Constructing narrative on Twitter.

Back when I first started really using the Internet (1998?) my friends and I would search AOL for chatrooms dedicated to shows or bands we liked. In retrospect, I probably spent an inordinate amount of my childhood talking to teenagers (who were really 40 year-old men) about Buffy The Vampire Slayer and The X-Files. But I also found a community of writers who wanted to use this new platform to new work. In one room, volunteer poets were given a topic and a few minutes to crank out a five or six lines of poetry. These pieces were, without exception, very bad. The point was to write in the moment. It followed the same logic of competitions like NaNoWriMo. The platform of the chatroom did not really allow for careful lines of crafted simplicity. These were the draftiest of drafts.

When scanning a piece like The Good Captain, a space adaptation of Herman Melville’s Benito Cereno (why do so many Melville adaptations take place in space?!), that was originally formatted for Twitter, I cannot help but think of the way the logic of the chatroom shaped the work produced there. (Telling you that the work was uniquely awful may not help my point. In the hands of more skilled writers, the work may have been better. ) The Good Captain follows Cereno’s plot formatting: a brief intro explaining the narrative, followed by the first person account of the ship’s rebellion, then an official document recounting the whole onboard revolt.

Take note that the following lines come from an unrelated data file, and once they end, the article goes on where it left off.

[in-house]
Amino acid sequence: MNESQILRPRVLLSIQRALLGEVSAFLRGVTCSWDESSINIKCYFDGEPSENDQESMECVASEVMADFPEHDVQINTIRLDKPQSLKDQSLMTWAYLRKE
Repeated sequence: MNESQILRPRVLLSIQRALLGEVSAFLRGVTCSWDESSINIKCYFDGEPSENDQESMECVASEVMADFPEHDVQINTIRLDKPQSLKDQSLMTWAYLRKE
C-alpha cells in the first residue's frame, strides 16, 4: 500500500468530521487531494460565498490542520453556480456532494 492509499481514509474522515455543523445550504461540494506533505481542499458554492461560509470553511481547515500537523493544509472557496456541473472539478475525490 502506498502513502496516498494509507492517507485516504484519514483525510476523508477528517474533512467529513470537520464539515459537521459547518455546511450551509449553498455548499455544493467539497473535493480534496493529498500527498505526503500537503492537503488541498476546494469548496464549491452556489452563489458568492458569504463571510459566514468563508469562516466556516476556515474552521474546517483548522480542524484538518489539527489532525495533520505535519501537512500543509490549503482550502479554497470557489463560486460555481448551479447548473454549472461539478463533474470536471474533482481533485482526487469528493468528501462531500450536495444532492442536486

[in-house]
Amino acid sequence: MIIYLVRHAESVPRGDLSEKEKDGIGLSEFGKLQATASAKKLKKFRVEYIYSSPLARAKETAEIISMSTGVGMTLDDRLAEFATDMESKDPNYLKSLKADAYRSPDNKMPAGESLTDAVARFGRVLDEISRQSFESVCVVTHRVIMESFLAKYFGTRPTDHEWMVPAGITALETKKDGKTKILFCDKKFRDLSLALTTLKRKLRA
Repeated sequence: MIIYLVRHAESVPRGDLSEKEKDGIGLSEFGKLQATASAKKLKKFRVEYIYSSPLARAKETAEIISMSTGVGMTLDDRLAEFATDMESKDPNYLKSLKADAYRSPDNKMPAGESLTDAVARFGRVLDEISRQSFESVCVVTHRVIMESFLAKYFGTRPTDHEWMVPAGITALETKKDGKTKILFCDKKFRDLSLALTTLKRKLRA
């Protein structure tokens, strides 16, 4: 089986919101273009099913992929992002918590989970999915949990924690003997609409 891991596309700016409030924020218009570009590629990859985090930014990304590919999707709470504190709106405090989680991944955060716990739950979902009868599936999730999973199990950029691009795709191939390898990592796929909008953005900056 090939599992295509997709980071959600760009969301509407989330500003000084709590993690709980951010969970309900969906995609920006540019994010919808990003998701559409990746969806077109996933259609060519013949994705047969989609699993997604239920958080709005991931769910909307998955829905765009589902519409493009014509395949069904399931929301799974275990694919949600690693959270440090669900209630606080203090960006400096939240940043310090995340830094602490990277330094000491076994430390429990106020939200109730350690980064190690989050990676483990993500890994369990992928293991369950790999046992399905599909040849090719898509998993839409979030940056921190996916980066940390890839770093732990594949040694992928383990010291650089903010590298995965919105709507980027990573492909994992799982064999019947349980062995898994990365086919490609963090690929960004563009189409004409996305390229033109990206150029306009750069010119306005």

The shift in platform raises interesting questions about telling a story like Cereno. Print allows for shifts in point-of-view and narrative style that seem artificial on Twitter.  Much like those early chatrooms, Twitter is best when its able to provide an up-to-the-minute narrative. It allows requires a kind of storytelling not always at work in this piece. In the sections sandwiching the action of the story, the platform betrays the artificiality of the story. The middle section, however, is best suited to Twitter’s aesthetic. I’d like to see more pieces done on Twitter that actually make use of the platform effective instead of trying to shoehorn older narrative structure into platforms that just don’t fit.